In this interview with Bryon Demerson, PBLWorks Lead National Faculty member and math specialist, he candidly shares his initial reluctance to approach math through PBL. In reality, PBL allowed Demerson to reconnect with his core educational purpose—preparing students for life beyond the classroom. Demerson emphasizes that PBL equips students for individual success and empowers them to lead meaningful change within their families and communities. 

Bryon, tell me a little bit about yourself.

I’m currently Lead National Faculty at PBLWorks, specializing in Project Based Learning (PBL) in the math classroom. Before taking on this role, I spent two years as a math instructional coach within the middle school grades, all in Houston, Texas. Prior to that, I dedicated a decade of my career to teaching as an eighth-grade math educator. I had a lot of fun in the classroom! Math education wasn't my initial career choice, but fate led me to it, and I've never looked back. I recall telling myself that if I ever ventured into the field of education, there would be no turning back. And here I am. 

What led you to education?

Growing up, I never had a clear idea of what I wanted to be, and that uncertainty went all the way back to my childhood. The question "What do you want to be when you grow up?" was always a challenge for me, especially as many African American kids like me often dream of becoming athletes. But I knew that wasn’t going to happen for me. I went to college not knowing what I wanted to do, changing my major from pharmacy to engineering and eventually landing in education. 

In making this choice, my goal became to motivate and inspire students, particularly those like me who felt unmotivated or lacked inspiration. My journey led me to a Title I school with a predominantly low socioeconomic student population. It’s exactly where I had to be, and it allowed me to understand the power of now and how I could impact the future as an educator. 

How did you understand and approach math instruction?

After earning my college degree, my aspiration was clear: to prepare kids for life beyond the classroom. Yet, the moment I began teaching, the reality was different. The school I initially worked at for a decade faced state regulations and performance issues, placing intense pressure on teachers to ensure student success in assessments.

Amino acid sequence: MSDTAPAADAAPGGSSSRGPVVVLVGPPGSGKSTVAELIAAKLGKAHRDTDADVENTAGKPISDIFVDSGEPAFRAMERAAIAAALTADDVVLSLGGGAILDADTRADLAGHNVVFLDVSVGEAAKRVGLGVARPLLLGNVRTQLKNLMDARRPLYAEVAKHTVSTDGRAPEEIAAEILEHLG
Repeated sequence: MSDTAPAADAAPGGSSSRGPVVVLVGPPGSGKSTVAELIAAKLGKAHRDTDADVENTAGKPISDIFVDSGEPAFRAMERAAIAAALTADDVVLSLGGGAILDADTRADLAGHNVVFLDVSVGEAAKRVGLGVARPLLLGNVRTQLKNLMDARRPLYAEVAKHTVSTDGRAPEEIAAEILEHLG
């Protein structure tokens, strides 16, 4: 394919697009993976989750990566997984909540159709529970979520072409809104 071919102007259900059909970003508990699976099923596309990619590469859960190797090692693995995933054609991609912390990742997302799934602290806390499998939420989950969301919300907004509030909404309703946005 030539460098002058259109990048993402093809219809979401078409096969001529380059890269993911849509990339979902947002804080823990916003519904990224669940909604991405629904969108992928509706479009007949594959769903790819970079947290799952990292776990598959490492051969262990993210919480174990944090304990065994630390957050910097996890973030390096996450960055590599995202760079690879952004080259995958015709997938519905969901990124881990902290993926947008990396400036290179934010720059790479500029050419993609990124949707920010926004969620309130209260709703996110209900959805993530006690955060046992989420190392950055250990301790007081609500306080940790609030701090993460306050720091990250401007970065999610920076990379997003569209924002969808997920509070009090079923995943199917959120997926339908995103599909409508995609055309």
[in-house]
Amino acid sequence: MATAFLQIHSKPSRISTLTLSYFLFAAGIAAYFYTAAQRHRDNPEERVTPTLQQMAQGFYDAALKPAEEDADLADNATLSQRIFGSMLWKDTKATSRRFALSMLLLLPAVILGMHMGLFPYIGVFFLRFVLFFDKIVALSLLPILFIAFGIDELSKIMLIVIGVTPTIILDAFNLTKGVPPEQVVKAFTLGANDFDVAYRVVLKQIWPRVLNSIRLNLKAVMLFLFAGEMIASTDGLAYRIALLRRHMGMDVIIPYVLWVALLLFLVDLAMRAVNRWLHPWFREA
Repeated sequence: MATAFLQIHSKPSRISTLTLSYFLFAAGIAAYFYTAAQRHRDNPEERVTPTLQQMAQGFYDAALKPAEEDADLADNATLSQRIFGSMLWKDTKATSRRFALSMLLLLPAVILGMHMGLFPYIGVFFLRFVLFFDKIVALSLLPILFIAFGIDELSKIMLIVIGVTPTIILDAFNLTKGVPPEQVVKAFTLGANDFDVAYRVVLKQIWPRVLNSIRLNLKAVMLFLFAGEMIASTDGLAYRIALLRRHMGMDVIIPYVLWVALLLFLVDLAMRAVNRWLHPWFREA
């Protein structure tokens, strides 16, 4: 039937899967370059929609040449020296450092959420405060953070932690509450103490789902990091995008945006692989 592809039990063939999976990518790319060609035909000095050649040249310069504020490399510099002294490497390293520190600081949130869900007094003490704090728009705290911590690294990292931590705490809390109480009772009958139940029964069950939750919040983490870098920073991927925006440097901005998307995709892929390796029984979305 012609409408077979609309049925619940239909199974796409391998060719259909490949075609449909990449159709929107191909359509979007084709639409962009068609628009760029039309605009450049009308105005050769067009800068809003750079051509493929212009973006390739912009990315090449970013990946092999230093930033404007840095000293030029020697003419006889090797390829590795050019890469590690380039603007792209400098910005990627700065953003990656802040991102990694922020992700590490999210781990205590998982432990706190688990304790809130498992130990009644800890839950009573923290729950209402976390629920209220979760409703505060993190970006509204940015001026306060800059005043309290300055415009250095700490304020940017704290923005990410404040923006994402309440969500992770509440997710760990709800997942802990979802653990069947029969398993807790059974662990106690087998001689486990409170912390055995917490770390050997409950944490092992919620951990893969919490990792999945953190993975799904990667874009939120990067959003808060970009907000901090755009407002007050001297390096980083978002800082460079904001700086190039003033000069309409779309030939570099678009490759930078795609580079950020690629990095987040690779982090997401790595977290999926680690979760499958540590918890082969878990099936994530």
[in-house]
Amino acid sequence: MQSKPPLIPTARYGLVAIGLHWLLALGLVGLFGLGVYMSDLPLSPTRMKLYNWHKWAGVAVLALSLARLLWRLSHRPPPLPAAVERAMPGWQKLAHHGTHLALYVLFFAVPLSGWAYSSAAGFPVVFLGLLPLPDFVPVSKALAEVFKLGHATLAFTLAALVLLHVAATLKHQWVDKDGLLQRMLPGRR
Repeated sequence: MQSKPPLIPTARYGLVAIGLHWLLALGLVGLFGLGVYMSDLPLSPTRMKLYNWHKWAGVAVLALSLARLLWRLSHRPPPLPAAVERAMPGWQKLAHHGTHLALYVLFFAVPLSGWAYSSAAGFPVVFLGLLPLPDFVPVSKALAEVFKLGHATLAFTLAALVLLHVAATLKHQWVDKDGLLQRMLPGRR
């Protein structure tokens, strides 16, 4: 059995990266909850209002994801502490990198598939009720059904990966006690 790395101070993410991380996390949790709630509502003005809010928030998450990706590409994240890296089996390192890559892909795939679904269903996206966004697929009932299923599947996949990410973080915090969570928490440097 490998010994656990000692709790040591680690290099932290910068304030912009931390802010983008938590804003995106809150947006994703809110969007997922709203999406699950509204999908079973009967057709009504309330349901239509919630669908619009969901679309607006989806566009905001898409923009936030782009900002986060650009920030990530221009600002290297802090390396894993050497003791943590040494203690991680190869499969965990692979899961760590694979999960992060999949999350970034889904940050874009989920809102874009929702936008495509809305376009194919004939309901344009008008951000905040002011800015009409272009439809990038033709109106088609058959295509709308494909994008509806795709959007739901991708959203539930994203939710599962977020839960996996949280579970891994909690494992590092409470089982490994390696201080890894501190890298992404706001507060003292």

My philosophy of preparing kids for life persisted, but the day-to-day reality meant helping students navigate tests, grasp specific content, and succeed in assessments. Many educators, including myself, embark on teaching with the noble goal of preparing students for life's broader challenges. However, the collective pressures of the educational system often shift the focus towards achieving success in standardized tests. It's not about blaming administrators or the state; it's a shared reality that can alter the initial aspirations of educators. The initial collective pressure made me focus on getting kids to learn to pass a test. And that was my reality. 

Were your first couple of years more of a traditional approach to instruction?

Yeah, definitely a traditional approach. It was part by necessity, part job preservation. I was good at getting students to pass the test. So why change? If I'm good at something, I'm winning at this. A lot of my success and beating my chest was tied to my ability to prepare kids to pass the test. There's also a natural competitiveness that develops, not against other teachers, but against your own achievements. 

So, how did this big shift happen for you?